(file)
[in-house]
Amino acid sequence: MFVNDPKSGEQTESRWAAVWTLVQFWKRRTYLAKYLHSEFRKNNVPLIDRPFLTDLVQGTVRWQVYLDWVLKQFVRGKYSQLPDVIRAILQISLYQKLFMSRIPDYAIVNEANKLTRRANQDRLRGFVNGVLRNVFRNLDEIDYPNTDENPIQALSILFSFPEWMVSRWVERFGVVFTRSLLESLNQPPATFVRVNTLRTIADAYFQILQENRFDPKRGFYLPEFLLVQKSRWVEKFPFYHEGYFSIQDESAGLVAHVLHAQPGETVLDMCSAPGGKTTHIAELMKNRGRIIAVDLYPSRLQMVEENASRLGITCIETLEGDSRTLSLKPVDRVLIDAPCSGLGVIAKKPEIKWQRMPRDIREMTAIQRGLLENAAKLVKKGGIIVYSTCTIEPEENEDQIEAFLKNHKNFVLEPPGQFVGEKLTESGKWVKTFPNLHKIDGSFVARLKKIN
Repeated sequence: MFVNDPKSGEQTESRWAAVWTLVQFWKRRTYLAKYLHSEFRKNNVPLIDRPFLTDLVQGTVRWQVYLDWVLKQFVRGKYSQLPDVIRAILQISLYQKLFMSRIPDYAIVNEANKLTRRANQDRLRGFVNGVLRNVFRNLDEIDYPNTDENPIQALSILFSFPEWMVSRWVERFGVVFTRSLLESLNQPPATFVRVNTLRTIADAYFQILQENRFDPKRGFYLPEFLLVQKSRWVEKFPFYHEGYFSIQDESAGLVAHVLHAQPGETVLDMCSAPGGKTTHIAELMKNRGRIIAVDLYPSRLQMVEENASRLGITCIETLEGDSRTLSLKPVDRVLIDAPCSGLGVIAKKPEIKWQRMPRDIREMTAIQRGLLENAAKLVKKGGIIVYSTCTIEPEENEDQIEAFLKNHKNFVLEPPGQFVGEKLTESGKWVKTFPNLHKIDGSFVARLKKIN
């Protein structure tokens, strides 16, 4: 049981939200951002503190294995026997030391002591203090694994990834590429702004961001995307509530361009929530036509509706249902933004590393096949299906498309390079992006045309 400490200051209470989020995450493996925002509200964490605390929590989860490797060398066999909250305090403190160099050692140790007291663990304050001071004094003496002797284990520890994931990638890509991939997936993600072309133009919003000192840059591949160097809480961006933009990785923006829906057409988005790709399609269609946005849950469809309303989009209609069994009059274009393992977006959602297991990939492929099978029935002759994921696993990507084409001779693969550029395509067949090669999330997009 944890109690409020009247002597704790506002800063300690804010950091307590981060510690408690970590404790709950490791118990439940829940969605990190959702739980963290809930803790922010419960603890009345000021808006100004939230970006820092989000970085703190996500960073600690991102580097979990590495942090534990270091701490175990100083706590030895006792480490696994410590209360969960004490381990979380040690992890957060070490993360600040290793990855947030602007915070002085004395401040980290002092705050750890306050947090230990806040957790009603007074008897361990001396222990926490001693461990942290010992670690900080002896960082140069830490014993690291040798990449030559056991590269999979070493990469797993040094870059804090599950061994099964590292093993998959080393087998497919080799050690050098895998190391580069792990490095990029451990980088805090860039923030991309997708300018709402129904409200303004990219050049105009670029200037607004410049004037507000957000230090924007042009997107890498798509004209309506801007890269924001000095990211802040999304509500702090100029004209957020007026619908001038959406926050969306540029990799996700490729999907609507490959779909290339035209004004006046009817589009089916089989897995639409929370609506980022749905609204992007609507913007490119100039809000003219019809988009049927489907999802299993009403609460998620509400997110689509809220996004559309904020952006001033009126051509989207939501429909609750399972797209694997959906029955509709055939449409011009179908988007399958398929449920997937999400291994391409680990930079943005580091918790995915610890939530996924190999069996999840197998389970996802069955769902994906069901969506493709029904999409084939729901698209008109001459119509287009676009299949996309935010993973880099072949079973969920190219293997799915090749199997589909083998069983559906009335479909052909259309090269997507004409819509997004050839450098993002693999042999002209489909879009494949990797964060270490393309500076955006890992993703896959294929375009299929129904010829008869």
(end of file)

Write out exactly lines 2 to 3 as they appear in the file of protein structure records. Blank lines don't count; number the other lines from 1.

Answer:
Amino acid sequence: MFVNDPKSGEQTESRWAAVWTLVQFWKRRTYLAKYLHSEFRKNNVPLIDRPFLTDLVQGTVRWQVYLDWVLKQFVRGKYSQLPDVIRAILQISLYQKLFMSRIPDYAIVNEANKLTRRANQDRLRGFVNGVLRNVFRNLDEIDYPNTDENPIQALSILFSFPEWMVSRWVERFGVVFTRSLLESLNQPPATFVRVNTLRTIADAYFQILQENRFDPKRGFYLPEFLLVQKSRWVEKFPFYHEGYFSIQDESAGLVAHVLHAQPGETVLDMCSAPGGKTTHIAELMKNRGRIIAVDLYPSRLQMVEENASRLGITCIETLEGDSRTLSLKPVDRVLIDAPCSGLGVIAKKPEIKWQRMPRDIREMTAIQRGLLENAAKLVKKGGIIVYSTCTIEPEENEDQIEAFLKNHKNFVLEPPGQFVGEKLTESGKWVKTFPNLHKIDGSFVARLKKIN
Repeated sequence: MFVNDPKSGEQTESRWAAVWTLVQFWKRRTYLAKYLHSEFRKNNVPLIDRPFLTDLVQGTVRWQVYLDWVLKQFVRGKYSQLPDVIRAILQISLYQKLFMSRIPDYAIVNEANKLTRRANQDRLRGFVNGVLRNVFRNLDEIDYPNTDENPIQALSILFSFPEWMVSRWVERFGVVFTRSLLESLNQPPATFVRVNTLRTIADAYFQILQENRFDPKRGFYLPEFLLVQKSRWVEKFPFYHEGYFSIQDESAGLVAHVLHAQPGETVLDMCSAPGGKTTHIAELMKNRGRIIAVDLYPSRLQMVEENASRLGITCIETLEGDSRTLSLKPVDRVLIDAPCSGLGVIAKKPEIKWQRMPRDIREMTAIQRGLLENAAKLVKKGGIIVYSTCTIEPEENEDQIEAFLKNHKNFVLEPPGQFVGEKLTESGKWVKTFPNLHKIDGSFVARLKKIN